The coronavirus is now present in Gaza, the populous Palestinian enclave blockaded by air, land and sea since 2007. An epidemic would be calamitous. Hamas should tighten public health measures; Israel should loosen restrictions so that medical supplies can enter and afflicted Palestinians can leave.
CrisisWatch is our global conflict tracker, a tool designed to help decision-makers prevent deadly violence by keeping them up-to-date with developments in over 80 conflicts and crises, identifying trends and alerting them to risks of escalation and opportunities to advance peace.
In his introduction to this month’s edition of CrisisWatch, our President Robert Malley warns of the potential damage that the COVID-19 pandemic could inflict upon the international humanitarian and conflict management systems.
Most Syrian refugees in Lebanon have thought many times about going home but in the end deemed the risks too great. Donors should increase aid allowing the Lebanese government to continue hosting the Syrians, so that any decision they make to leave is truly voluntary.
A tumultuous month in north-eastern Syria has left a tense standoff among the regime, Turkey and the YPG, mediated by Russia and, to some degree, still the U.S. All parties should respect the ceasefire as the regime and YPG negotiate more stable long-term arrangements.
Rebuilding war-torn Syria poses a formidable challenge for European governments, which are unwilling to legitimise the Damascus regime by funding reconstruction. Instead, the EU and its member states could consider bankrolling small projects without regime involvement and testing an approach that trades aid for reforms.
Tens of thousands of foreign men, women and children affiliated with ISIS are detained in northeast Syria. The camps where they are held pose a formidable security and humanitarian challenge to the region. Western governments should, at minimum, accelerate the repatriation of women and children.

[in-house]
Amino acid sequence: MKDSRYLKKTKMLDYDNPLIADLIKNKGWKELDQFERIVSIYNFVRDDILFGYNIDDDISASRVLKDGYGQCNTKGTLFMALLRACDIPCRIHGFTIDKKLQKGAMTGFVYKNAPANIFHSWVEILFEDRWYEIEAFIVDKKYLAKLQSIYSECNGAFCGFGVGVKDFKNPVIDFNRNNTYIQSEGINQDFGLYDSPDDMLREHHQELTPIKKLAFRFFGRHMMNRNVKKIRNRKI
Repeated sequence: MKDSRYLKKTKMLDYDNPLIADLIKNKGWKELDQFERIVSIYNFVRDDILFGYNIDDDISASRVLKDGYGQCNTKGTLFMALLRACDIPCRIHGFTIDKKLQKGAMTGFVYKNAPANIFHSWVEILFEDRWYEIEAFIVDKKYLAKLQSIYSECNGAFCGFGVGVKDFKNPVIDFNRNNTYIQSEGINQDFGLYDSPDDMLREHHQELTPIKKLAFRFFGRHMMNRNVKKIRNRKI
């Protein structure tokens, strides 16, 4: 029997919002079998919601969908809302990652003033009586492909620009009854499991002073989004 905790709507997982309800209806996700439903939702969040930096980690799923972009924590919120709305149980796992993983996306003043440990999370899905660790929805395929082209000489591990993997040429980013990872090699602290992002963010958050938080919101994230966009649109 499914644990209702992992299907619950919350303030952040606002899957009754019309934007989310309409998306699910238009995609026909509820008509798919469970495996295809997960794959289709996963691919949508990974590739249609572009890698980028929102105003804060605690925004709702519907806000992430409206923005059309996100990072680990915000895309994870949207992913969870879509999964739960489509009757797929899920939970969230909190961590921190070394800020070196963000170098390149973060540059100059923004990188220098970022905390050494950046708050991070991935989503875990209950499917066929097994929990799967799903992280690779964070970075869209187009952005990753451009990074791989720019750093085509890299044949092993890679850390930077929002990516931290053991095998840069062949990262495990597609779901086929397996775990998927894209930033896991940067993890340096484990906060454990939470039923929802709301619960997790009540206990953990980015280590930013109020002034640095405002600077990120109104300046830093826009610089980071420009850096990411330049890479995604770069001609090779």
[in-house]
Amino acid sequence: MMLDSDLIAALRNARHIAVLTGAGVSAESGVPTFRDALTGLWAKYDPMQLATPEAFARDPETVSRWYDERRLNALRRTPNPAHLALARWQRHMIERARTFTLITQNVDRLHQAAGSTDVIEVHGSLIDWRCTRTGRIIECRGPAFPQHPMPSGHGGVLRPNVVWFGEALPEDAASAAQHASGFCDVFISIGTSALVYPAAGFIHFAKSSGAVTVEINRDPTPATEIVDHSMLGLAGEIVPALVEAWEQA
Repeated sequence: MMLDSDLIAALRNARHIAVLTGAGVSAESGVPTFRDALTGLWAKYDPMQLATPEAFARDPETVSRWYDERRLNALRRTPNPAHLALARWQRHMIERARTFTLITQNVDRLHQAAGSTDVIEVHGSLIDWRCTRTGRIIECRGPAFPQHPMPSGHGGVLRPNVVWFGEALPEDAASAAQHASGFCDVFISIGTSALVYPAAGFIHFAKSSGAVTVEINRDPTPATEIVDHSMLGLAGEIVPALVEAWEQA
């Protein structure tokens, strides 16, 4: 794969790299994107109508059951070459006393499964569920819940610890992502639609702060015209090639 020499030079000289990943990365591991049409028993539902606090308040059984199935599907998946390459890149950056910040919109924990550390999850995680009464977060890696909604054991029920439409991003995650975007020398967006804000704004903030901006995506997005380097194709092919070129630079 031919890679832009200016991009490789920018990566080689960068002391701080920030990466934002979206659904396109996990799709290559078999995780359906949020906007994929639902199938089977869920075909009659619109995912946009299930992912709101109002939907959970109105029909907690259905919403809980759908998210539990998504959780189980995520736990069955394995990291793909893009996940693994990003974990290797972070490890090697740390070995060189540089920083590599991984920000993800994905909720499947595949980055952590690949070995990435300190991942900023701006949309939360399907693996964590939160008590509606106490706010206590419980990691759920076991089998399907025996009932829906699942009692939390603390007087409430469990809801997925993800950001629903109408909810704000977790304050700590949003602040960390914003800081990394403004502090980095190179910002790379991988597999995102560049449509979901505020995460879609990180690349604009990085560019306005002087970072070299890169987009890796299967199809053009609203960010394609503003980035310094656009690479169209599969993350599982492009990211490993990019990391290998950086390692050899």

Once again, the Islamic State may be poised to recover from defeat in its original bases of Iraq and Syria. It is still possible, however, for the jihadist group’s many foes to nip its regrowth in the bud.
As the Syrian economy continues to deteriorate and violence escalates, fewer and fewer families will be able to access even the nominally available public care.
[The Syrian civilian population] think it’s suicidal to move toward the regime, or at best, it’s unknown.
These [Turkish and Russian] patrols are meant to be politically symbolic, demonstrating both countries’ ability to cut through rebel-controlled Idlib and secure the highway.
Even Netanyahu’s critics are appreciative of his risk averseness [toward Coronavirus], and the clear majority of Israelis thinks he performs well.
Getting out [of Idlib] altogether, allowing the refugees to come into Turkey and letting Assad take that space is not an idea that’s going to resonate with Turkish society.
Russia can help the Syrian regime crush Idlib if it is willing to absorb the grave cost of victory. If it hopes to spare itself that cost it needs to strike a new agreement to which HTS is a counterparty.
The plan could pave the way for an Israeli takeover of the holy site in Jerusalem.
Originally published in Al Jazeera
A deadly attack on Turkish forces in Syria has brought Idlib’s crisis to a dangerous crossroads. In this Q&A, Crisis Group’s Turkey, Syria and Russia experts explain what happened and what’s at stake.
A new wave of popular protests has jolted an already deeply unsettled Arab world. Nine years ago, uprisings across the region signalled a rejection of corrupt autocratic rule that failed to deliver jobs, basic services and reliable infrastructure. Yet regime repression and the protests’ lack of organisation, leadership and unified vision thwarted hopes of a new order. As suddenly as the uprisings erupted, as quickly they descended into violence. What followed was either brutal civil war or regime retrenchment. Tunisia stands as the sole, still fragile, exception.
Originally published in Valdai Club
As a humanitarian disaster unfolds in Idlib, the last bastion of Syria’s Islamist rebels, the question is whether accommodation is possible between the militants and their foes. External actors should answer by gauging the insurgents’ ability to maintain calm and their sincerity about aiding civilians.
1,450 ISIS-affiliated European nationals are being held in camps in Syria, where they suffer from squalor and violence. In this excerpt from our Watch List 2020 for European policymakers, Crisis Group urges the EU member states to take responsibility for their nationals and bring them home – starting with children and women.